Use kubeadm to join a worker node
Use kubeadm to join a worker node

After you create the cluster, you can create a test app using something like a simple installation of Nginx pod and configmap in order to validate the design and backend of your cluster and have users test. Keep in mind, you can use other apps as well. You can expose the app with a nodeport configuration or ingress proxy.

4. Upgrading your Kubernetes cluster

Performing lifecycle maintenance on your Kubernetes cluster is an important part of Kubernetes cluster management. One feature of Kubeadm is it includes a command to check for updates to your Kubernetes cluster and perform those upgrades.

To check your cluster for upgrades, use the command:

kubeadm upgrade plan

As you can see below, it checks the configuration, reads the configuration from the cluster, runs a pre-flight check, health checks and checks the current version and available versions.

Kubeadm upgrade plan
Kubeadm upgrade plan

Applying the upgrade

After you have checked for upgrades, you can apply the upgrades using the kubeadm command:

kubeadm upgrade apply v1.28.x

This command upgrades your control plane components to the specified version. Replace v1.28.x with the desired Kubernetes version.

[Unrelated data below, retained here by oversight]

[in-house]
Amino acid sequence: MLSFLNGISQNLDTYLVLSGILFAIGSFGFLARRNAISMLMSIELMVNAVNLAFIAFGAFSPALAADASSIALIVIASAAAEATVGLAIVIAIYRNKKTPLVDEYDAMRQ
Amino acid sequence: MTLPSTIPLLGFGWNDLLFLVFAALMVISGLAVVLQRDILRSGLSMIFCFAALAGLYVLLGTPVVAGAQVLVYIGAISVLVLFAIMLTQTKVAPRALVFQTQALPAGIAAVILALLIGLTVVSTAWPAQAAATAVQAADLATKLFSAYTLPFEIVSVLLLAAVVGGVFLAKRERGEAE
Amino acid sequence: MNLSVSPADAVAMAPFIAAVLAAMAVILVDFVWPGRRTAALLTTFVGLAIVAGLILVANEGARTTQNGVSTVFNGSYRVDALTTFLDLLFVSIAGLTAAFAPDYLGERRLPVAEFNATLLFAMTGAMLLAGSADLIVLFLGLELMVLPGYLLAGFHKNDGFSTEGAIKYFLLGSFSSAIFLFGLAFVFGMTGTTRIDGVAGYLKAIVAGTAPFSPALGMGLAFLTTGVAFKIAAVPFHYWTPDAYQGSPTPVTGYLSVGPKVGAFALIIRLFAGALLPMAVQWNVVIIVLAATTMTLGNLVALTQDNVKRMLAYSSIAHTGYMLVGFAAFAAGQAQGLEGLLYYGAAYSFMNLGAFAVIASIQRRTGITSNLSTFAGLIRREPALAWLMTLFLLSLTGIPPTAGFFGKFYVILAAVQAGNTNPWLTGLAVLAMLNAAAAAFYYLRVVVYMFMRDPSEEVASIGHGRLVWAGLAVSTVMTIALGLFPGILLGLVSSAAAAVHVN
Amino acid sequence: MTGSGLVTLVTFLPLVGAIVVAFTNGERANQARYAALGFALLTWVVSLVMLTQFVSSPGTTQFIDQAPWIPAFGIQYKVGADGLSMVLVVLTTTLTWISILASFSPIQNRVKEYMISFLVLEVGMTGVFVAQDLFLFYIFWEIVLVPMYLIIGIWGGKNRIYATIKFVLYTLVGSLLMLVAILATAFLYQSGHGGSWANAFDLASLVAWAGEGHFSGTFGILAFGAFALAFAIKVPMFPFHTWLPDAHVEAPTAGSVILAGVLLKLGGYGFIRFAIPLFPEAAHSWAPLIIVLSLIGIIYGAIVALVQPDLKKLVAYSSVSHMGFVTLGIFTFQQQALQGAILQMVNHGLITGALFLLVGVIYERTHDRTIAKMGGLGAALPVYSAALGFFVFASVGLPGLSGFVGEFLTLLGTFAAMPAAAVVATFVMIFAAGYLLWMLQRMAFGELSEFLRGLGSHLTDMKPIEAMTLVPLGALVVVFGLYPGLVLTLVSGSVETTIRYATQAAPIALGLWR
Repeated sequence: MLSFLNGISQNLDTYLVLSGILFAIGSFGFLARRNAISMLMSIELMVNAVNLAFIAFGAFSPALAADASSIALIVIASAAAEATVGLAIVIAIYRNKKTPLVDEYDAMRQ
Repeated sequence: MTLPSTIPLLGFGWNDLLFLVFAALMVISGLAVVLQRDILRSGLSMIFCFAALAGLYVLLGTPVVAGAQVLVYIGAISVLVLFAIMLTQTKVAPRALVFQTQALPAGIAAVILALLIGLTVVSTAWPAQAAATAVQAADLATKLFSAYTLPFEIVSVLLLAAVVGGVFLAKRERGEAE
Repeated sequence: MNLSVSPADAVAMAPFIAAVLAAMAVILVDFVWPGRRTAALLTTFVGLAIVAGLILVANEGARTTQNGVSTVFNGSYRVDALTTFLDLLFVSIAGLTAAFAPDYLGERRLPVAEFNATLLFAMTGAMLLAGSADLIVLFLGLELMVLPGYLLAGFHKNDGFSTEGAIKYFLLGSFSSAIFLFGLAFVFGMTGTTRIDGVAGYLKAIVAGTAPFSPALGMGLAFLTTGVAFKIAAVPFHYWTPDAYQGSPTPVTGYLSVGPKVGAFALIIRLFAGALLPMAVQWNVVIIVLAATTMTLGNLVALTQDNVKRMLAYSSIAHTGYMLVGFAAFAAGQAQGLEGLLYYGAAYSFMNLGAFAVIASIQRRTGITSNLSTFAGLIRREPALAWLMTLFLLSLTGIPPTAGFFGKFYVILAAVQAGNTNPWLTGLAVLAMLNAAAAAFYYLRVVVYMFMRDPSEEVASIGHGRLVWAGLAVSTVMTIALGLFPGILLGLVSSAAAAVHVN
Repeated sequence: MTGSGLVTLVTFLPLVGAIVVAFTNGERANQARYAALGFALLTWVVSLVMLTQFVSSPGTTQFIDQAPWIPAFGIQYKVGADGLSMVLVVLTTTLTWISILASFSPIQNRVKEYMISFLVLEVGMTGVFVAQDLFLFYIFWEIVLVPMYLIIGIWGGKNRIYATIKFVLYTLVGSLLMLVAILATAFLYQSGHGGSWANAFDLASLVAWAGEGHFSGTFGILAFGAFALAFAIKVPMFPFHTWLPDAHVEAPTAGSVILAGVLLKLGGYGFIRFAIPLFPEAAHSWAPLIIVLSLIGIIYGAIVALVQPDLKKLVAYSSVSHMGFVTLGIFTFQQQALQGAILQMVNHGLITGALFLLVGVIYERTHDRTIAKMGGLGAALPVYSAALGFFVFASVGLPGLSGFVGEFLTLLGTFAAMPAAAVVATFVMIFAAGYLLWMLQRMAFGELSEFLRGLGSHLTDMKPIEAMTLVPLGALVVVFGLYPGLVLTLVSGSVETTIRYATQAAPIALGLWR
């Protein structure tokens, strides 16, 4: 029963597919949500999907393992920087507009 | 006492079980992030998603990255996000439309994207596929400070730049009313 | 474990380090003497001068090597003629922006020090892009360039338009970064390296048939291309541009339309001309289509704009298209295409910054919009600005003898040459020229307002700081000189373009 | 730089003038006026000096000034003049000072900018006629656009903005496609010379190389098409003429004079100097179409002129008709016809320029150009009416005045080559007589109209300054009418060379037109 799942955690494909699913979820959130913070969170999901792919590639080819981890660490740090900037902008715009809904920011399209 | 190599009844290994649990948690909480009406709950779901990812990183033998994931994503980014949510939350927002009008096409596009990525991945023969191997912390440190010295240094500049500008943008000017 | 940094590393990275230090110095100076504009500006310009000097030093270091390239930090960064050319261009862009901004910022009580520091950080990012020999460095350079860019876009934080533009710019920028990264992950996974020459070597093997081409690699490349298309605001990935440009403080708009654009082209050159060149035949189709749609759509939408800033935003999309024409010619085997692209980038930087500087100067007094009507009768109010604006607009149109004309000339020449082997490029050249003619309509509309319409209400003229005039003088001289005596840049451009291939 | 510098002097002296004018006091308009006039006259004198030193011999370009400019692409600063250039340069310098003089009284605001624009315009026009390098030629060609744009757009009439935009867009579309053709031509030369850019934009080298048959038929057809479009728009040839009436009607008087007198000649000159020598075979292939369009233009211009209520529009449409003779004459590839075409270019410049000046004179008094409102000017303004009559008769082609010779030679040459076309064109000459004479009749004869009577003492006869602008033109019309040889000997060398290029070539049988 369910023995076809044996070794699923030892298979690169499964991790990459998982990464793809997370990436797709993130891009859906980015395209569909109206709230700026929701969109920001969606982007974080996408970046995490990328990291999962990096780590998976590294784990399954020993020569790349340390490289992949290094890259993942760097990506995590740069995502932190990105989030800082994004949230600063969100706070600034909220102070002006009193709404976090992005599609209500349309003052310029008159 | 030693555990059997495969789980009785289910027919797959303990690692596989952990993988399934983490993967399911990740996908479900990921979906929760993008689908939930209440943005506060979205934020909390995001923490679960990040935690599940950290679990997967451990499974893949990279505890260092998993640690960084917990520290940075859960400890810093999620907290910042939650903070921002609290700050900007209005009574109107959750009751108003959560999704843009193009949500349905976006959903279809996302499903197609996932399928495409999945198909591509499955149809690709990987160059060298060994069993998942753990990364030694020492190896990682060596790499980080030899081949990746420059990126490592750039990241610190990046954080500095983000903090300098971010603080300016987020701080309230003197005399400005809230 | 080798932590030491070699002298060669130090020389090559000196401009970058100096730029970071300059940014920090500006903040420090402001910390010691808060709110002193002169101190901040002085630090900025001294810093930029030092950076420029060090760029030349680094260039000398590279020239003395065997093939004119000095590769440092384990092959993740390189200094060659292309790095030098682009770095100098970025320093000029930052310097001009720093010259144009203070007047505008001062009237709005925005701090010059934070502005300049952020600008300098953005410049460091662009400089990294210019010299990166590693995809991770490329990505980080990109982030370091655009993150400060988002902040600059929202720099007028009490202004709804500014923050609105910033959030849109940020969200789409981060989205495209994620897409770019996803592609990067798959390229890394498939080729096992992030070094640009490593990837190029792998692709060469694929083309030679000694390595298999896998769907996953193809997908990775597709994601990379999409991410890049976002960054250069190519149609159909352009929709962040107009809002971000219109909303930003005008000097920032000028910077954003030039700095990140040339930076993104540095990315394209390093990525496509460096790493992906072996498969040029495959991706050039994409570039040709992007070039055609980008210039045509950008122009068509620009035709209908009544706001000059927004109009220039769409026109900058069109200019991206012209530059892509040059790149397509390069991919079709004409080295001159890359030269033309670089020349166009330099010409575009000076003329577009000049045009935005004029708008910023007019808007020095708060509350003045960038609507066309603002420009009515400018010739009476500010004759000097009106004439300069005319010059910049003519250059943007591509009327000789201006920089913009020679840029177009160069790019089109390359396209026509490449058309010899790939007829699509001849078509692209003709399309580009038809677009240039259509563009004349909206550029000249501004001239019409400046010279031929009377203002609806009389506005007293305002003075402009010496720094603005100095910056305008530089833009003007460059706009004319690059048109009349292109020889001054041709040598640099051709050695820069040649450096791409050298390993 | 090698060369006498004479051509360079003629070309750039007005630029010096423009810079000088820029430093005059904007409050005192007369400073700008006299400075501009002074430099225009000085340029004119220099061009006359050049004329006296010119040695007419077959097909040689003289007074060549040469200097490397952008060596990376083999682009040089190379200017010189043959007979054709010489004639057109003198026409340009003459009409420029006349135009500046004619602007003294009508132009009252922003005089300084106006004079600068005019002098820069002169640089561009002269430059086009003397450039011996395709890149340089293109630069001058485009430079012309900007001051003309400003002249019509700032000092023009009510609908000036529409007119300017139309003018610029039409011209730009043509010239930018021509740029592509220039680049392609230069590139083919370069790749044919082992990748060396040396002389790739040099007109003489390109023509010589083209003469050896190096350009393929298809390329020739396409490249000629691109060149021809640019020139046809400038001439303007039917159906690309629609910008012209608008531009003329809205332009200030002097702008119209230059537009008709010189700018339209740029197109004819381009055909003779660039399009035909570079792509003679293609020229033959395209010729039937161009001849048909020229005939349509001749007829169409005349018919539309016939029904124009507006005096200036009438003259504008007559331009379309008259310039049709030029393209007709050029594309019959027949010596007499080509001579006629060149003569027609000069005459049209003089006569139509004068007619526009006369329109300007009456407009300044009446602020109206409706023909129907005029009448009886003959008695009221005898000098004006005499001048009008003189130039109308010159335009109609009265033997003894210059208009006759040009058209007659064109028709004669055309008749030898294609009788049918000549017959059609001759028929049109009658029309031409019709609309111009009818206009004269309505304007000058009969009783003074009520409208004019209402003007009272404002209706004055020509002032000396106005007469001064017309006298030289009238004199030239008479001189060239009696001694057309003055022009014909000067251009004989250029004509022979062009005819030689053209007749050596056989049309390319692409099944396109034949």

As a note, you will need to make sure you have the newer version of kubeadm first, before you upgrade your Kubernetes cluster server version:

Kubeadm version needs upgraded
Kubeadm version needs upgraded

5. Creating a Highly Available Cluster

Initializing the First Control Plane Node

kubeadm init --control-plane-endpoint "LOAD_BALANCER_DNS:LOAD_BALANCER_PORT" --upload-certs

This command is used when setting up a highly available Kubernetes cluster. The –control-plane-endpoint is used to specify a shared endpoint for all control-plane nodes, typically a load balancer networking solution housing the IPs. The –upload-certs flag is used for sharing certificates between control-plane nodes.

Adding Additional Control Plane Nodes

kubeadm join [LOAD_BALANCER_DNS:LOAD_BALANCER_PORT] --token [token] --discovery-token-ca-cert-hash sha256:[hash] --control-plane --certificate-key [certificateKey]

After initializing the first control plane node, this command is used to add additional control plane nodes to your cluster for high availability. Keep in mind, that you need to have a persistent storage volume to ensure your containerized workloads are highly available from a storage perspective.

6. Resetting the Cluster